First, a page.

Tuesday, February 10, 2015

Street Food Series: Vietnam's Banh Mi Sandwiches and More...


Southeast Asia is a snacker's paradise, and the one country that holds dear to my heart when it comes to food and family is Vietnam. My husband's from Sóc Trăng, a province in the Mekong Delta in Southern Vietnam. We were lucky to go visit his family in 2004, and during the trip we were exposed to a frenzy of exotic foods. Other than the amazing and elaborate meals we had at the family table with all his extended relatives, the best eating experiences were had by hitting the streets. Before sunrise, produce markets swell with people. Women were seen stoking kitchen fires and filling flat baskets with tin steamers and arranging soup or fresh spring roll ingredients; these baskets were then hung on both ends of bamboo poles and hoisted upon their shoulders as they hustle their goods to the flood of passerbys. Others set up shop with a simple table, cooking ingredients and equipment surround, serving their offerings to hungry customers who would crowd around make-shift plastic tables to eat. 

A vendor selling pho taken outside my hotel window in Ho Chi Minh City.

Taking in the pleasures of the midday sun.

Beautiful and fragrant display of fresh exotic Asian fruit at one of many fruit stands.

Enjoying popular tri-coloured bean (Chè ba màu) dessert in a night stall with new friends Cang and Mai!

Colonial rule has left its mark on Vietnamese cuisine with mini French baguettes sold widely on street corners- modified by bakeries in the region to a light, white baguette-roll with a crispy crust, and filled into sub sandwiches as a hearty lunch or snack. And we all know how delicious, cheap and cheerful these Vietnamese (banh mi) sandwiches are with its contrasting colours, taste and textures. Fillings range from Vietnamese pâté to ham, cooked sausages and grilled meats, alone or in combination, and includes cucumbers, pickled daikon and carrot shreds, fresh herbs and chilies. Instead of prepared meats, and for a different spin on the ubiquitous pâté and ham filling, I am making a homemade version with thin pork chops, adding fish sauce and lemongrass, and grilled in coconut oil for full-on Southeast flavours, and even making the crunchy sweet and sour radish and carrot pickles from scratch. Very easy to do and makes a great side addition to other Asian meals.


Radish and Carrot Pickles (to fill a 3-cup jar)

1 medium radish, cut into sticks
1 large carrot, cut into sticks
1/2 tsp. salt
1/2 cup sugar
½ cup warm water
½ cup rice vinegar
½ cup white vinegar

NOTE: Make up to two days ahead before using for the flavours to meld.

Sprinkle radish with some salt. Rub with hands and set aside for 10 minutes. Squeeze water from radish. Place radish in bowl, fill with water, rinse, drain and squeeze dry. Dissolve salt and sugar in warm water placed into a clean 3-cup jar. Fill with remaining ingredients, and add radish and carrots. Liquid should cover the top of vegetables. Can keep refrigerated for one month.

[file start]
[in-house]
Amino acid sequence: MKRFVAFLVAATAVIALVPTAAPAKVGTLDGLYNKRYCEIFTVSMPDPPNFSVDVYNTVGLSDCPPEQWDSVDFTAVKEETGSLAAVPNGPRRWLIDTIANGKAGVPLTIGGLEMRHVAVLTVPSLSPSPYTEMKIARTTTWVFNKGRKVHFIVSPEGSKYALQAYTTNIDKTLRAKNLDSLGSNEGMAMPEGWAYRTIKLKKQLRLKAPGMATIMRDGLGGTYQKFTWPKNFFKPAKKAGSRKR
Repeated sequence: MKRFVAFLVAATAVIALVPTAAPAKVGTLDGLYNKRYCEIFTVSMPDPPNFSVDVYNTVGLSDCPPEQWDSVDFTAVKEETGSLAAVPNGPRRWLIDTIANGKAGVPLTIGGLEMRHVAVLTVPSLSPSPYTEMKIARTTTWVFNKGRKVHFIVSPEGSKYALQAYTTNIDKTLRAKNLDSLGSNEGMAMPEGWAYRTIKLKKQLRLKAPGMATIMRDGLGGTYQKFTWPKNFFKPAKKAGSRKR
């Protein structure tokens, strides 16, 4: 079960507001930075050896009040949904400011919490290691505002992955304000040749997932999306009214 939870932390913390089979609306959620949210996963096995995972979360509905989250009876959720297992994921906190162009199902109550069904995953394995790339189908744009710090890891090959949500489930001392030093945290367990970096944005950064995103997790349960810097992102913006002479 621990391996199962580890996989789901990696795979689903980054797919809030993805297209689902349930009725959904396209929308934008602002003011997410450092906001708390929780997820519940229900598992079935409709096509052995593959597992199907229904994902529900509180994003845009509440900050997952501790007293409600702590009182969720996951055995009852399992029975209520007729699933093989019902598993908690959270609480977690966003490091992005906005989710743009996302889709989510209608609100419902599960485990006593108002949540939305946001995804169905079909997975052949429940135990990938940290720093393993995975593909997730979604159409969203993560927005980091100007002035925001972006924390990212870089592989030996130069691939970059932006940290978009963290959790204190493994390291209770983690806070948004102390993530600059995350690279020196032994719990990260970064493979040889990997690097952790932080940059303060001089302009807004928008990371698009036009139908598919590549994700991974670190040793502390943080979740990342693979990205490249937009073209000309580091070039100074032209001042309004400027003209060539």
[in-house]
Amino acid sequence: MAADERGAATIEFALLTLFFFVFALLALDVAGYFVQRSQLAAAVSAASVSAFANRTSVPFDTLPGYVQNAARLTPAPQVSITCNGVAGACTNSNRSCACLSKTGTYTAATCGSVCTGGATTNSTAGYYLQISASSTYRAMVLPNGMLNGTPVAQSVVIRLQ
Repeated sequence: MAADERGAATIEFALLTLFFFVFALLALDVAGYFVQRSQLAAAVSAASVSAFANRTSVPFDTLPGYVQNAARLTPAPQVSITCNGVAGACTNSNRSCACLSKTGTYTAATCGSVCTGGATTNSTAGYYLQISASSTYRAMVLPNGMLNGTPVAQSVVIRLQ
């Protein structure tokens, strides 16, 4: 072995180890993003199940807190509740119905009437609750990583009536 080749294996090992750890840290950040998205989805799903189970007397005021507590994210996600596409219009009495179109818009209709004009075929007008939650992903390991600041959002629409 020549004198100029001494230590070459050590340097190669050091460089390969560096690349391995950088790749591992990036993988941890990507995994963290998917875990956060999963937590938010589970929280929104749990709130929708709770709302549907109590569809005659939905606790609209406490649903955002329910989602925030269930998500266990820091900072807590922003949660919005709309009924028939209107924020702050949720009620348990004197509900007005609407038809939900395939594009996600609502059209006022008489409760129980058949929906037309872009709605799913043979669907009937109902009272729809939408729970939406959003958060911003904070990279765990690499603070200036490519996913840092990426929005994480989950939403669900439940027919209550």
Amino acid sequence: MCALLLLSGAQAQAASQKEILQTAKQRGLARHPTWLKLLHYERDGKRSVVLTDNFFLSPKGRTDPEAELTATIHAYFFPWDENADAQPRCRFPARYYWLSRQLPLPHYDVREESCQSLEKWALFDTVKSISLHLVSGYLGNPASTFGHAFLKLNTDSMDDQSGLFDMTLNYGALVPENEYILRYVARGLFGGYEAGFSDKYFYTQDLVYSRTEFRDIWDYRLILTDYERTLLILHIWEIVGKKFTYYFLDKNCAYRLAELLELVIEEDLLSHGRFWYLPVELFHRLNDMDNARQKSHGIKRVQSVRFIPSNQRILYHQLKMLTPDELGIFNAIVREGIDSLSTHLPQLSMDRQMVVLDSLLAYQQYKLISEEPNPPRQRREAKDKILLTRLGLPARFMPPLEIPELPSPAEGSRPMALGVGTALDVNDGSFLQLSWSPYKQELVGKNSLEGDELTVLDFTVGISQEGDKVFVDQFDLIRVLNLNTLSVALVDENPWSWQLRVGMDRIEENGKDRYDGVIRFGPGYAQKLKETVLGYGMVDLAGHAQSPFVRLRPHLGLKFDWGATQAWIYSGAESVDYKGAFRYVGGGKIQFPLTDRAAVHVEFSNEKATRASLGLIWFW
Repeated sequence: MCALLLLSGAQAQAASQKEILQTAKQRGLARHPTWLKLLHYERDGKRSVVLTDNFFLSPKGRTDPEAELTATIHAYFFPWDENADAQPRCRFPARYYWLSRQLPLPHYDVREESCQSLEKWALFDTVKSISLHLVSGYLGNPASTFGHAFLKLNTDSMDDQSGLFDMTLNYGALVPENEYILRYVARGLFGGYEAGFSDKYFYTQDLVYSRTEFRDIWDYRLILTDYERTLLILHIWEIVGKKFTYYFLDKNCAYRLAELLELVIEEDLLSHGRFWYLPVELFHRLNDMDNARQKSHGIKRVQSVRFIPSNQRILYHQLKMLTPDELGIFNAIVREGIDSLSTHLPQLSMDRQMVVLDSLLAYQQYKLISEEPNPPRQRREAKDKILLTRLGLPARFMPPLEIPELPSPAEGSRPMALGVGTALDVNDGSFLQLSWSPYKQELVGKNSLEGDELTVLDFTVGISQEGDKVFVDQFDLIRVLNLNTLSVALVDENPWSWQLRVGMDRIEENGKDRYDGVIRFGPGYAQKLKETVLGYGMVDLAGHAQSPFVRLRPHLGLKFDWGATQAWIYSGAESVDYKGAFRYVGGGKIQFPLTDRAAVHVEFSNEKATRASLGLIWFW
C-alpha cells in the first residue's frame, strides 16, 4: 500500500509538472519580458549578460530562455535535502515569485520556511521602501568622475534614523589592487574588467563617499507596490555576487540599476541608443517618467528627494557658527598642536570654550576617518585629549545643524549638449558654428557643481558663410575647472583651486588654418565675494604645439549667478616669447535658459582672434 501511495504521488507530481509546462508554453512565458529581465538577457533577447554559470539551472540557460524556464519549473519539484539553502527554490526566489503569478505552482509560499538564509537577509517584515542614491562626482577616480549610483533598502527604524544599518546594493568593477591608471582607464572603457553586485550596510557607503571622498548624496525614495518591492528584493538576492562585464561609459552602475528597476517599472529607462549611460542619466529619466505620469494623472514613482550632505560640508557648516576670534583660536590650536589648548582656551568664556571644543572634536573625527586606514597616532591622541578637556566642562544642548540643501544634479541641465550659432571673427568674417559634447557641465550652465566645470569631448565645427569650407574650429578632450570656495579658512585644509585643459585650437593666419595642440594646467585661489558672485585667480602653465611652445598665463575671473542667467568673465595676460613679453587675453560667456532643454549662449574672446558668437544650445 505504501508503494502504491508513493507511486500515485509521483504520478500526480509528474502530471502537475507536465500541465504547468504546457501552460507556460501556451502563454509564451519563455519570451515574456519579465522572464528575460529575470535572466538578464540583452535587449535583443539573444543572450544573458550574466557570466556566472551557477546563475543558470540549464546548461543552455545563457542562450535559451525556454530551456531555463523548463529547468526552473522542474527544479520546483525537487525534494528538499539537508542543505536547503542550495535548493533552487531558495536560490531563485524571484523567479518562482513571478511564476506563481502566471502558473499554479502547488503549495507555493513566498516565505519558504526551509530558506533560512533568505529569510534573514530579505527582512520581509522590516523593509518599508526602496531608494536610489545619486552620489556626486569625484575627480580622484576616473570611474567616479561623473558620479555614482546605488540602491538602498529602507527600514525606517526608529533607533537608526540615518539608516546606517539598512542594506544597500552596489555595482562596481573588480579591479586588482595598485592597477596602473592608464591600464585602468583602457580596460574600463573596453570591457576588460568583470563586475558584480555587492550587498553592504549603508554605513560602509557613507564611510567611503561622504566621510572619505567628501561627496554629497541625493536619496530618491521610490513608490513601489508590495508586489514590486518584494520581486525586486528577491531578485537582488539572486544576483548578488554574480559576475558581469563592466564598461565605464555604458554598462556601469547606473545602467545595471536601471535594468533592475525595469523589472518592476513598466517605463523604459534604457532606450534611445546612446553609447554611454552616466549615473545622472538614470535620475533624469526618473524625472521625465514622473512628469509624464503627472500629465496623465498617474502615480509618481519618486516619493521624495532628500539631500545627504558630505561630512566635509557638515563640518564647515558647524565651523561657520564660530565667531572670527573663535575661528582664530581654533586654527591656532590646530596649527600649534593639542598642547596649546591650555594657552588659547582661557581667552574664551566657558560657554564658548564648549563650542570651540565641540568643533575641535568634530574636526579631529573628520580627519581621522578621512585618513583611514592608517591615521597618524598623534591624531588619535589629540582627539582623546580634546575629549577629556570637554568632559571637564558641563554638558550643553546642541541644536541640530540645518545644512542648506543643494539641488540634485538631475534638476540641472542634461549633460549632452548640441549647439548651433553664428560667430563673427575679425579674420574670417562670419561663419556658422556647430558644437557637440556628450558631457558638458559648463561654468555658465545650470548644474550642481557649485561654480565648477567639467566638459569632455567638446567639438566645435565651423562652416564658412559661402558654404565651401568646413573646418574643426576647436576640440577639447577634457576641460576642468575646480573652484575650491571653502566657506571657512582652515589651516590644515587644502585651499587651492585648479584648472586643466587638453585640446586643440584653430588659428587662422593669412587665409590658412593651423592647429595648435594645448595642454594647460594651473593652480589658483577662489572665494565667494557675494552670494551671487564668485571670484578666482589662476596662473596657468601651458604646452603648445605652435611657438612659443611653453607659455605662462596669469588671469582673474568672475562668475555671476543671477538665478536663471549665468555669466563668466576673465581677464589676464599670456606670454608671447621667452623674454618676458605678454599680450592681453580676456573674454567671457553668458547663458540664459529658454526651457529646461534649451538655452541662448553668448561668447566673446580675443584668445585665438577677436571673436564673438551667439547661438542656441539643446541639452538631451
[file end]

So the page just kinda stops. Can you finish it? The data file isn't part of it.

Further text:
Grilled Lemongrass Pork Chops in Coconut Oil

4 pork chops, thinly sliced is preferred (with or without bone)
2 Tbsp. lemongrass, fresh white part minced only, or store-bought frozen chopped, thawed
2 Tbsp. fish sauce
1 tsp. sugar
1 clove garlic, minced
salt and ground black pepper to taste
1 Tbsp. coconut oil for cooking

Mix all the ingredients together in a bowl, and generously rub the mixture all over the pork; refrigerate for two hours or overnight for the flavours to meld. Cook on a hot grill pan with coconut oil on medium high heat for a few minutes on both sides until seared and cooked through. Remove onto plate to cool slightly before removing bones and slicing.

The thinner the pork chop cut the more flavourful the meat, even thinner than this is better.

Banh Mi with Grilled Lemongrass Pork Chops

Vietnamese French baguettes, sliced lengthwise but keeping baguettes intact
1/4 cup mayonnaise mixed with 1 minced garlic and 1 tsp. maggi or soy sauce
Grilled lemongrass pork chops, thinly sliced
Radish and carrot pickles (see below)
Cucumber, thinly sliced
Red onions, thinly sliced
Cilantro sprigs with leaves and/or other fresh herbs such as chives or Thai basil leaves
Chilli peppers, sliced or sambal oelek chili sauce
lime wedges 

Assemble and enjoy cold or warm. If there’s a toaster oven nearby, pop it in and heat for a few minutes at 300F for an extra toasty crunch and warm taste. Serving suggestions: shrimp chips and guava juice.



A fresh, tasty and healthy meal option you can customize differently over and over again. Get creative!

For other street food specialties from Vietnam, from left to right, try my recipes for: Banh Xeo (Vietnamese stuffed crepes), Vietnamese Fresh Shrimps and Pork Salad Rolls and Vietnamese Pork Loaf and Noodle Salad.


Cheers to great street eats from Vietnam!

Up next, Malaysian Oyster Omelet...one of Malaysia's favourite hawker foods indeed...


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